honest question

I think there are a lot of things going on — on one side, people say “I’m so depressed” when they’re upset about a situation, which can often be more aptly described as “sad.” “I’m so sad that my favorite restaurant closed” or “I’m so sad that my mom won’t let me go to XX.” I don’t doubt that the feelings are truly painful and full of disappointment, but I don’t think they are “proper depression.”

There is still a huge stigma on mental illness, especially when talking about it in person. If you’ve never had to deal with it, then it’d hard to understand the pain and frustration when people say to you “what’s wrong with you? why don’t you just choose to be happy?” or “so many people have it worse than you, what do you have to complain about?” And when you’re being told that you have absolutely no reason to feel this overwhelming, suffocating depression because your life isn’t “as bad” as someone else’s then you stop talking about it and feel even worse and it spirals down. 

Then you see someone talking about their own struggles online. And you realize that you’re not alone and that if you say, “hey, me too” in a conversation about depression, people aren’t going to jump down your throat and tell you that you have no right to complain or feel the way that you do. So you go from “hey, me too” into a slightly more detailed explanation of how you’re feeling and maybe someone else says “me too” and you feel even more understood and less-alone.

It’s much easier to do it online because it’s far less intimidating — you don’t risk your family and friends telling you that you are making things up for attention, nor do you have to deal with their personal biases when it comes to your feelings. It’s a relatively safe space to put your story out there — especially when it can be anonymous like on tumblr — to test the waters and hopefully find the resources to get help.

Hyperbole and a Half — Depression Part Two by Allie Brosh

While it breaks my heart to see someone else go through this, I so wish that I have had this article to show people for the past 25 years. I’m sure that they’d ignore it and continue to feed me the bs that the fish are alive and not give up hope that they’d come back one day, but at least when i was/am drowning in the utter loneliness and desperation to be heard, I’d know that someone else out there truly understood.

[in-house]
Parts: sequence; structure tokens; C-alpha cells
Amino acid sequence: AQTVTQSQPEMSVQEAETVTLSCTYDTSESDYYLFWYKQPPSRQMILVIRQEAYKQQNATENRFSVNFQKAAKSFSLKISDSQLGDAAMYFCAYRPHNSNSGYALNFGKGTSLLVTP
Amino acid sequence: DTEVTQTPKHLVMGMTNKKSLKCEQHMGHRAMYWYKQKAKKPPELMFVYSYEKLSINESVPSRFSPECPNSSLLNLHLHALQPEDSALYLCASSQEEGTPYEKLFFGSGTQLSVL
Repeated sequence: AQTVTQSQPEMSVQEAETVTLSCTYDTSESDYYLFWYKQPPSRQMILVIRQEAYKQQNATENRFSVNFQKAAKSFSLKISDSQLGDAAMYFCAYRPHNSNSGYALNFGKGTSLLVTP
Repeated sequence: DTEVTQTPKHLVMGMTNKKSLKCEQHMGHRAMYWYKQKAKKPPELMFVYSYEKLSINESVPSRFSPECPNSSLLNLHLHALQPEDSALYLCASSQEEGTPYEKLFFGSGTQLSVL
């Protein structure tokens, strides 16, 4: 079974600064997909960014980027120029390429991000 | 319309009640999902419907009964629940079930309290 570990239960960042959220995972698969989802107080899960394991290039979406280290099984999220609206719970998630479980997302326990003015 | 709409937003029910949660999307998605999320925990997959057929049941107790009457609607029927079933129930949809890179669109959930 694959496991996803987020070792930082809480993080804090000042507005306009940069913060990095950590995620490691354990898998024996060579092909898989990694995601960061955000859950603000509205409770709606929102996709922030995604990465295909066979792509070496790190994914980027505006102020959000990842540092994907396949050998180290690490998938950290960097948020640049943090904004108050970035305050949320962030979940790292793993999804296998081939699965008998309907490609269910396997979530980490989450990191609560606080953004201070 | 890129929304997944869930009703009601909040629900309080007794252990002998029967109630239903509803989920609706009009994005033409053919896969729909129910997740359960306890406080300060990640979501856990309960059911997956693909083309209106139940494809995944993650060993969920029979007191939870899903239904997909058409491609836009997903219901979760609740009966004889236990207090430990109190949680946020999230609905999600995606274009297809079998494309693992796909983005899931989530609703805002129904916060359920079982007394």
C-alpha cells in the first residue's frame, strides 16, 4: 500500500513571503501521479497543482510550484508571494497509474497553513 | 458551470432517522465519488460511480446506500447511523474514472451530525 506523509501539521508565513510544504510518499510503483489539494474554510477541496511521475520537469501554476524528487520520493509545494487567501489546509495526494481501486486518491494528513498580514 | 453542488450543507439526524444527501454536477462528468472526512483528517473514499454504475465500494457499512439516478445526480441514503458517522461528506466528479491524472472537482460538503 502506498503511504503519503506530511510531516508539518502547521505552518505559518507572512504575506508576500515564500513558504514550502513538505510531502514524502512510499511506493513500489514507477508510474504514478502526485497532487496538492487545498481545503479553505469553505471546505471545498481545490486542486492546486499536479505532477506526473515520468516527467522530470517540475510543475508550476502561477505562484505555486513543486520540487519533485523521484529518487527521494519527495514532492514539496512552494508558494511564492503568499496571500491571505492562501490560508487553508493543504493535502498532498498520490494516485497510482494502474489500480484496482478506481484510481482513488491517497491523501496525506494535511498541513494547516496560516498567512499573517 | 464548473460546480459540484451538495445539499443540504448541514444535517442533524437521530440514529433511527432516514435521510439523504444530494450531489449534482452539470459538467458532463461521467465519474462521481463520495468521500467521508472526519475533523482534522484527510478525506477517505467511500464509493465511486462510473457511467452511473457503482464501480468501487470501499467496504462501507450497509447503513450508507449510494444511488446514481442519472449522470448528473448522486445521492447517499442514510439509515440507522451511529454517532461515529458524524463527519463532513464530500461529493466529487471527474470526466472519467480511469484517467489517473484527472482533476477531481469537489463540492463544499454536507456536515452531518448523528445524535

Allie does an amazing of describing depression — at least the kind that I’ve dealt with for most of my life. And she also explains what it’s like to be suicidal. i know that it’s a difficult conversation to have, especially when people don’t understand how one could feel that way but she nailed it with her explanation of coming to certain realizations and then being in a position to “comfort” other people when you try to share what you are feeling with them. 

And the part where her dog looks at her and she wishes that nothing else loved her so that she wouldn’t feel obligated to keep on existing? That is what I have gone through countless times — my one cat loves me like no one else ever has in my entire life, and like no one else ever will. Knowing that she would not understand and feel alone is usually the only thing that keeps me here when my life and future seems like such a pointless waste. 

despite being online for over 15 years now, i’m always taken aback by how affected i am by people i’ve never actually met in person. seeing allie pop up with a post, even a “transitional” post made me teary to know that she’s okay. 

21 Tips to Keep Your Shit Together When You’re Depressed.

There’s some really great stuff here — all the bolding is mine, for things that i’ve found to be helpful. 

I starred/bolded #20. I can be a mess in my own life, but i’ve been dealing with depression and other issues for over 20 years and i try to be the person that i wish i had. if you need someone to talk to, drop me a line. 


A while ago, I penned a fairly angry response to something circulating on the internet – the 21 Habits of Happy People. It pissed me off beyond belief, that there was an inference that if you weren’t Happy, you simply weren’t doing the right things.

I’ve had depression for as long as I can remember. It’s manifested in different ways. I did therapy. I did prozac. I did more therapy. My baseline is melancholic. I’d just made peace with it when I moved, unintentionally, to a place that had markedly less sunshine in the winter. I got seasonal depression. I got that under control. Then I got really, really sick. Turns out it’s a permanent, painful genetic disorder. My last pain-free day was four years ago.

So, this Cult of Happy article just set me off. Just… anger. Rage. Depression is serious – debilitating, often dangerous, and it’s got an enormous stigma. It leaves people to fend for themselves.

It’s bad enough without people ramming Happy Tips at you through facebook. There is no miracle behaviour change that will flip that switch for you. I know, I’ve tried.

A friend of mine suggested that I write something from my point of view because, surprisingly, I manage to give an outwards impression of having my shit together. I was shocked to hear this. And I find this comical, but I see her point. I’m functioning. I’ve adapted. I’m surprisingly okay. I think the medical term is “resilient”.

So, here it is.